Tuesday, June 16, 2015

The Relationship Series: What's the Point of Marriage?

Hey everybody!  As many of you have noticed, there haven't been any posts on Not Just a Teen for over a month.  This is due to the crazy business of my life for the past few months, but (prayerfully) things are slowing down a bit!  To the best of my ability, I hope to be back to the regular, weekly posts.  Thank you all so much for your support, and God bless! :D
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With so many varying definitions and implications of “marriage” in the world today, everyone seems to have their own idea of what the purpose of marriage truly is. Some might say it’s to enhance both individual’s gifts and abilities in improving the world. Some might say it’s to provide a necessary social structure for the family and community. Some might say it’s to bring you enjoyment. Some might even say that marriage has no purpose at all.

But from a worldview centered on God’s Truth, what is the real purpose of marriage?

Pastor Voddie Baucham, in his sermon “Love and Marriage,” gives two primary purposes for marriage: Procreation and Representation. Now, that may seem a bit daunting at first, but let’s explore these purposes and discover how they apply to marriage:


You’re probably saying, “Duh. Obviously God designed marriage so that we could have kids. So what?” The idea of procreation in marriage, however, is so much more than just “having kids.”

Marriage was designed, in part, to provide a solid basis for raising up the next generation – more specifically for Christians, to raise up the next generation of disciples of Christ. Procreation isn’t over when a child is born. It’s over (I say “over” quite loosely here) when the child begins their own household (see Genesis 2:24).

Thus, procreation is about discipleship. Fathers and mothers have the serious role of training their children, in word and action, to be unwavering followers of Christ in every facet of life (see Deuteronomy 11:19), enabling them to one day to train up their own children to do the same. Getting goosebumps yet? You should; it’s not a task to take lightly!

I could go on in detail about exactly how parents are supposed to train up their children, but that’s not necessarily a topic for this post. The main idea is that we are supposed to train up our children, and marriage is perfectly and beautifully designed to facilitate that process.


Where the last purpose may have seemed obvious at first, this one might have left you scratching your head. What is marriage supposed to represent, and why is that so important? As it turns out, marriage represents at least two crucial things.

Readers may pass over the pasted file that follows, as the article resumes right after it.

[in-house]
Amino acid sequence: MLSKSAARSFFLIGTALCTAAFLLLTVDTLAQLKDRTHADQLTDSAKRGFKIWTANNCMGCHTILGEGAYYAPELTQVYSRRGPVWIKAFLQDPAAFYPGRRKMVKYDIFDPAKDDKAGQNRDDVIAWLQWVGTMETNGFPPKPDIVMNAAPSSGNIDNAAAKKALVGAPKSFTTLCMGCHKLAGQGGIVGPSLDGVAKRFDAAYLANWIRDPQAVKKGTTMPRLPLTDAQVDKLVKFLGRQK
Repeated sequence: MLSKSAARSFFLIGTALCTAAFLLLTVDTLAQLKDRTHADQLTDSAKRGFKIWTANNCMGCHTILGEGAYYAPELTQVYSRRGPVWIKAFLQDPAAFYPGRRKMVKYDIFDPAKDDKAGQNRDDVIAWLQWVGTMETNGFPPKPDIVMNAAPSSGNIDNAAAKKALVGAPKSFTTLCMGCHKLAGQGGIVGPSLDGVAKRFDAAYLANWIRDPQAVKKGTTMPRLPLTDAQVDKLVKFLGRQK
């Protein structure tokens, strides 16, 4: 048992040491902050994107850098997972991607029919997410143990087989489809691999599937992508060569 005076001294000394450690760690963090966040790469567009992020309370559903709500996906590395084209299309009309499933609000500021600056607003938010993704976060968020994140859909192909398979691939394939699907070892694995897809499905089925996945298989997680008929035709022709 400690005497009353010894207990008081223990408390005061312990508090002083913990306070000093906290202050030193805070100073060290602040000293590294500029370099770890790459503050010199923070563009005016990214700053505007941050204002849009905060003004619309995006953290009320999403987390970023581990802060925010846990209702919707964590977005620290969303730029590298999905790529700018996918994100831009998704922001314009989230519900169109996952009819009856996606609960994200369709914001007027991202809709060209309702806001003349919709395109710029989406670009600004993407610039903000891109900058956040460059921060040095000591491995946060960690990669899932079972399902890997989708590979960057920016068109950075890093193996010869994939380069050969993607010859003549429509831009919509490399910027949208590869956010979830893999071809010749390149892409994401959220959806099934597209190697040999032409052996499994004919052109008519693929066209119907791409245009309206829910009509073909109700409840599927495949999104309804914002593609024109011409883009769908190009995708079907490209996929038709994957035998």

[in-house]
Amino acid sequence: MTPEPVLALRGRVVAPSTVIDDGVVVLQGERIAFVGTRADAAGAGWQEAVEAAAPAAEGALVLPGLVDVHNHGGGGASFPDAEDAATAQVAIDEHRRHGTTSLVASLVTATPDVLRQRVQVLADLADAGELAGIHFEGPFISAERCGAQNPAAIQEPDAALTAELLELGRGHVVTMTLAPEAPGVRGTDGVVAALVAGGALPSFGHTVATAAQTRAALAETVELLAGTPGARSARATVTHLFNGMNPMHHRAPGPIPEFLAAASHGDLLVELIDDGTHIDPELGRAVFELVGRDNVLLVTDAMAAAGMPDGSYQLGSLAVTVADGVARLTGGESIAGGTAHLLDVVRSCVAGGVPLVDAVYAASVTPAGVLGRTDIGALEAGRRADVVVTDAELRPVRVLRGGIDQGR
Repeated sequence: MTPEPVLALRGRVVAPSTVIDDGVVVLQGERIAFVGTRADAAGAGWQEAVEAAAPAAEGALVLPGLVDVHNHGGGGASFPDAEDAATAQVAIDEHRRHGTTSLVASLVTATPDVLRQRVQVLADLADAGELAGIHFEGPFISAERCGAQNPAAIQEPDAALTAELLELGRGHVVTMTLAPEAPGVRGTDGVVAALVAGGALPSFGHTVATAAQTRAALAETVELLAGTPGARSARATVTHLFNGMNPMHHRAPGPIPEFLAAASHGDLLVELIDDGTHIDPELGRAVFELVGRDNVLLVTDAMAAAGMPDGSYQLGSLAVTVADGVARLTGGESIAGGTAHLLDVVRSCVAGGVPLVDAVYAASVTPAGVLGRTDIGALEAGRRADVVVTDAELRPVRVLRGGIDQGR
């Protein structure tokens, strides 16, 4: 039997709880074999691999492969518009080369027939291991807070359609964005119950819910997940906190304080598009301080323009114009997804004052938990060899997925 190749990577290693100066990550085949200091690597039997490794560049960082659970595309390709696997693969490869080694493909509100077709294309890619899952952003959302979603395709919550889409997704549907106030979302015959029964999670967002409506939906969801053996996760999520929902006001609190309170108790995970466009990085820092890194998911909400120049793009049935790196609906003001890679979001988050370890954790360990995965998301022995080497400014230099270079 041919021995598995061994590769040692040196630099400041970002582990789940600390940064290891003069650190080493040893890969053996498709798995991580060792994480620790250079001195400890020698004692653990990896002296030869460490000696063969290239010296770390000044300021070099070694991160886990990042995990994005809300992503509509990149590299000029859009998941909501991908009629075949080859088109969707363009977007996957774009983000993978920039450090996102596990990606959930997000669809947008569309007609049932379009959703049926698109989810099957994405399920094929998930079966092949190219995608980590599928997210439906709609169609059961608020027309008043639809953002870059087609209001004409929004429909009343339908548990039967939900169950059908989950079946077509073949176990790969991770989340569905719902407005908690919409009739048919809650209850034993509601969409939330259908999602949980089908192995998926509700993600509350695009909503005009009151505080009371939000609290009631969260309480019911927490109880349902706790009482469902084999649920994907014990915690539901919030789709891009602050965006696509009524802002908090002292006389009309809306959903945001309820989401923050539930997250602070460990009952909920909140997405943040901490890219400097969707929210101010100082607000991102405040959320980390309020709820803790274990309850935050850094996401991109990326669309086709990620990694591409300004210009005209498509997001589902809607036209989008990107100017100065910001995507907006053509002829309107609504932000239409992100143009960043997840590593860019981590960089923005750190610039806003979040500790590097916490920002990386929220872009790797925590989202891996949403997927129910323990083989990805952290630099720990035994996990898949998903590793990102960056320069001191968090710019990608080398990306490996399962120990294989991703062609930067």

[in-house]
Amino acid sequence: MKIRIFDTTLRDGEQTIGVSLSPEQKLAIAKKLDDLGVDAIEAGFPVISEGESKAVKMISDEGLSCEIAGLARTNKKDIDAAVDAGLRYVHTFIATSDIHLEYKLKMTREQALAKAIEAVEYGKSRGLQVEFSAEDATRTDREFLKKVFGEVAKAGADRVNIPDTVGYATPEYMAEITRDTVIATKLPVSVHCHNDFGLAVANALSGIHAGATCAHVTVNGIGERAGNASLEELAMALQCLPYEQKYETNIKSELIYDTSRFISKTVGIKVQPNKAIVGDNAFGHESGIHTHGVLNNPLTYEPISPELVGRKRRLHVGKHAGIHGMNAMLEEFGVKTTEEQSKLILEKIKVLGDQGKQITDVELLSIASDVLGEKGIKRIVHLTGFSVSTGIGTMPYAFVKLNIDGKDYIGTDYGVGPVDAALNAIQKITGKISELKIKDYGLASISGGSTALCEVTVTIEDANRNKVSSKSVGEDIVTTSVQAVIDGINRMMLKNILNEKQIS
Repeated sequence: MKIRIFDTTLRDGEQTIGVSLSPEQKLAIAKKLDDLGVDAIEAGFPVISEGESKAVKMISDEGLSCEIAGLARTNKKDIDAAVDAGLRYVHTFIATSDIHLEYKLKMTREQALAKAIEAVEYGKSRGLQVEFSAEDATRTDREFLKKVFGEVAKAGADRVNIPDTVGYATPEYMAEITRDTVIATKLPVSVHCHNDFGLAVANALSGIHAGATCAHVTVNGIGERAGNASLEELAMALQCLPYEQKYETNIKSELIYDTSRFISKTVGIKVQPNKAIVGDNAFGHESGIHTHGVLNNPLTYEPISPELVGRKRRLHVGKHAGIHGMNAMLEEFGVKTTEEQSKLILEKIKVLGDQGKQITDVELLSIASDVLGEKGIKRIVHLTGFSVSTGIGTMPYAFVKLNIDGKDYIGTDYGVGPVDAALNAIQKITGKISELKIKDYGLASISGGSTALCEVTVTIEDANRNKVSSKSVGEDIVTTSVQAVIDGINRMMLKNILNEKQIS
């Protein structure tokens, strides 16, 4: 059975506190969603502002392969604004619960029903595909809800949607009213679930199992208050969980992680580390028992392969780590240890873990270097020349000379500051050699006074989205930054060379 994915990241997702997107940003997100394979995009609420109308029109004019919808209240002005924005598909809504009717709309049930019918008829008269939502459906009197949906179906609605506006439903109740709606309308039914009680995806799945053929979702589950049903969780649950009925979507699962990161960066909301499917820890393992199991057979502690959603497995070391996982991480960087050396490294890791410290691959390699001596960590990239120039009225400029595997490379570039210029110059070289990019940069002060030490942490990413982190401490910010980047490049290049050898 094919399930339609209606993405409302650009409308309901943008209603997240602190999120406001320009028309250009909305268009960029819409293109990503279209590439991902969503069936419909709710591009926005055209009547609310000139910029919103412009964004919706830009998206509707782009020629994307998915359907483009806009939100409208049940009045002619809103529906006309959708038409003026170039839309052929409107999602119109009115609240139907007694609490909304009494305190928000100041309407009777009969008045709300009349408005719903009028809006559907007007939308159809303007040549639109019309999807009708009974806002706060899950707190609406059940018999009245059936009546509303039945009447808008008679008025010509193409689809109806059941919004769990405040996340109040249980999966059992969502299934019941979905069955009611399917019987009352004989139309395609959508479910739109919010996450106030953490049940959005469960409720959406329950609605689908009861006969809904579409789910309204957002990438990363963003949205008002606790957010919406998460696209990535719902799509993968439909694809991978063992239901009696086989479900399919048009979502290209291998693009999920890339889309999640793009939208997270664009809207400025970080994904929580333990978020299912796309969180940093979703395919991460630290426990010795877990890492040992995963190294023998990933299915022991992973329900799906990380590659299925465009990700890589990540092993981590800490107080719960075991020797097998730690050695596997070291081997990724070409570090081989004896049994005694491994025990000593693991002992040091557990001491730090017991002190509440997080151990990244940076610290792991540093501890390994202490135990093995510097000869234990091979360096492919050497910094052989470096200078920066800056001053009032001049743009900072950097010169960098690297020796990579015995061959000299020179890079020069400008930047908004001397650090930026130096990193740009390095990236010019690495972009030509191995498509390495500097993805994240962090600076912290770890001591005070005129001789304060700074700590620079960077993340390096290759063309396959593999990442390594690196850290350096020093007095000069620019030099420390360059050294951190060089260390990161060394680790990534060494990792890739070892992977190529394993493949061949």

Firstly, marriage is a representation of Christ’s relationship with His Church (whom, quite fittingly, He calls His “Bride”). Ephesians 5 gives a wonderful explanation of this representation. In this symbol, the husband represents Christ and the wife represents the Church.

Accordingly, the husband is the head of the marriage and the family; he is called to love, serve, and sacrifice for his wife and children just as Christ loved, served, and sacrificed His very life for His Bride. Likewise, the wife submits to her husband as the Church submits to Christ, honoring his authority and embracing the protection, provision, and cherishment that he brings.

Often, people will object to this so-called “male dominance,” saying that it devalues the woman. However, the second representation of marriage clearly demonstrates otherwise.

Marriage represents not only the Church and Christ, but also God Himself – the Trinity. God the Father is the authority, God the Son submits to the Fathers will, and God the Holy Spirit is sent from the Father and the Son. None is greater or more valuable than the other, yet each fulfill their specific roles. In the same way, a father is the authority of the family, the wife submits to the authority of her husband, and from them the children are sent into the world.

Now we know that marriage represents Christ and His Bride as well as the Trinitarian nature of God Himself, but what’s the point? The point becomes quite evident when we realize one thing:

It’s entirely possible – and is in fact normal – to be married and yet still not fulfill the purposes of marriage.

On the one hand, this means that many couples, among other things, completely miss out on one of the greatest blessings of life: raising and discipling the next generation of believers. Perhaps more importantly, however, if we fail to fulfill the second purpose of marriage by not properly representing Christ’s relationship with His Bride and His nature of the Trinity, we’re misrepresenting God. We’re muddying the Gospel. Thus, it is crucial that we take these purposes very very seriously.

Now, before we wrap up our discussion the purposes of marriage, it’s important to note that there are some purposes to marriage that I didn’t specifically mention. These are things such as helping each other grow closer to the Lord, ministering to His people, and of course enjoying each other. However, if you look deeply enough, you’ll realize that these other purposes relate in some way to the two we’ve discussed.

Marriage is an incredible, beautiful, and marvelous gift from our Creator. It gives us the wonderful opportunity to train up another generation to glorify Him and it also gives us the amazing opportunity to become a living reflection of Who He is. When we understand the true purpose of marriage, we can much better participate with Christ in the awe-inspiring work He is doing in this world!